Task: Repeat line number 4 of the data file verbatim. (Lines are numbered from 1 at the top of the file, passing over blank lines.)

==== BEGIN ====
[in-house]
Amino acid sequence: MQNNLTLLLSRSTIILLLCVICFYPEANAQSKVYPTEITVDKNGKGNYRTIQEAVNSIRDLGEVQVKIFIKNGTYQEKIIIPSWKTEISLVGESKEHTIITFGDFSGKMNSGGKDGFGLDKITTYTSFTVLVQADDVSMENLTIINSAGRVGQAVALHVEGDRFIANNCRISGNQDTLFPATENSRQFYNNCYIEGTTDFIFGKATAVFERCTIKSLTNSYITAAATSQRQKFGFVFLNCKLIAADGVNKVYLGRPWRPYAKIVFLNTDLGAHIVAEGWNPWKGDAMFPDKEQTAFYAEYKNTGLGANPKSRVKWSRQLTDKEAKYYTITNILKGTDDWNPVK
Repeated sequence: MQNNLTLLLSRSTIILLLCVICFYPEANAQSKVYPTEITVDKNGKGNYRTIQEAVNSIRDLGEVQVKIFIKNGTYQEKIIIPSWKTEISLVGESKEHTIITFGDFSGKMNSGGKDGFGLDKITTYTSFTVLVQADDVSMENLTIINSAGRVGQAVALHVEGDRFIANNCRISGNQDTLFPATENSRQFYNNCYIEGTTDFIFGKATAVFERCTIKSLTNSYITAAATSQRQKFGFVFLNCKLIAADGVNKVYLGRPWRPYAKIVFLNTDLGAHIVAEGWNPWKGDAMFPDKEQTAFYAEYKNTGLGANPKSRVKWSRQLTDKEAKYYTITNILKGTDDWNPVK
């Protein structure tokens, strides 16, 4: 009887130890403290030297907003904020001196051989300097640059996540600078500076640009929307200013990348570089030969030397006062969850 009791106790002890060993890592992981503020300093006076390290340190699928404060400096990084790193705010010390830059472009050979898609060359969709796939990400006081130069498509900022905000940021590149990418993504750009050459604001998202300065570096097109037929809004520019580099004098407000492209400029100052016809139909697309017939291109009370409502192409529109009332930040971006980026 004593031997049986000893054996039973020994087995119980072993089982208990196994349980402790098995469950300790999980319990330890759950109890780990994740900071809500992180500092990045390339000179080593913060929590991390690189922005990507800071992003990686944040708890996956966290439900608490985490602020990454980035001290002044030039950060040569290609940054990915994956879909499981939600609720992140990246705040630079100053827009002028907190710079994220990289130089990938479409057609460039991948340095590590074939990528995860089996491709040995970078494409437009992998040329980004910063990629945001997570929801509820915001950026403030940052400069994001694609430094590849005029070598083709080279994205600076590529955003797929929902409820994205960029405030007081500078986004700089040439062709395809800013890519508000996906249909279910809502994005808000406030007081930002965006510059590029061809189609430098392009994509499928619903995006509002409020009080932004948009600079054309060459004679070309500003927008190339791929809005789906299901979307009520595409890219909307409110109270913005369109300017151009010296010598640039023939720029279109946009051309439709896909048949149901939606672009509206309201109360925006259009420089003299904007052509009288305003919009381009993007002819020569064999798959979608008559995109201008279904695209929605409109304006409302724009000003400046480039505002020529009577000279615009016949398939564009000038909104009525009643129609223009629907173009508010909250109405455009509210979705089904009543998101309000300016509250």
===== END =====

């Protein structure tokens, strides 16, 4: 009887130890403290030297907003904020001196051989300097640059996540600078500076640009929307200013990348570089030969030397006062969850 009791106790002890060993890592992981503020300093006076390290340190699928404060400096990084790193705010010390830059472009050979898609060359969709796939990400006081130069498509900022905000940021590149990418993504750009050459604001998202300065570096097109037929809004520019580099004098407000492209400029100052016809139909697309017939291109009370409502192409529109009332930040971006980026 004593031997049986000893054996039973020994087995119980072993089982208990196994349980402790098995469950300790999980319990330890759950109890780990994740900071809500992180500092990045390339000179080593913060929590991390690189922005990507800071992003990686944040708890996956966290439900608490985490602020990454980035001290002044030039950060040569290609940054990915994956879909499981939600609720992140990246705040630079100053827009002028907190710079994220990289130089990938479409057609460039991948340095590590074939990528995860089996491709040995970078494409437009992998040329980004910063990629945001997570929801509820915001950026403030940052400069994001694609430094590849005029070598083709080279994205600076590529955003797929929902409820994205960029405030007081500078986004700089040439062709395809800013890519508000996906249909279910809502994005808000406030007081930002965006510059590029061809189609430098392009994509499928619903995006509002409020009080932004948009600079054309060459004679070309500003927008190339791929809005789906299901979307009520595409890219909307409110109270913005369109300017151009010296010598640039023939720029279109946009051309439709896909048949149901939606672009509206309201109360925006259009420089003299904007052509009288305003919009381009993007002819020569064999798959979608008559995109201008279904695209929605409109304006409302724009000003400046480039505002020529009577000279615009016949398939564009000038909104009525009643129609223009629907173009508010909250109405455009509210979705089904009543998101309000300016509250």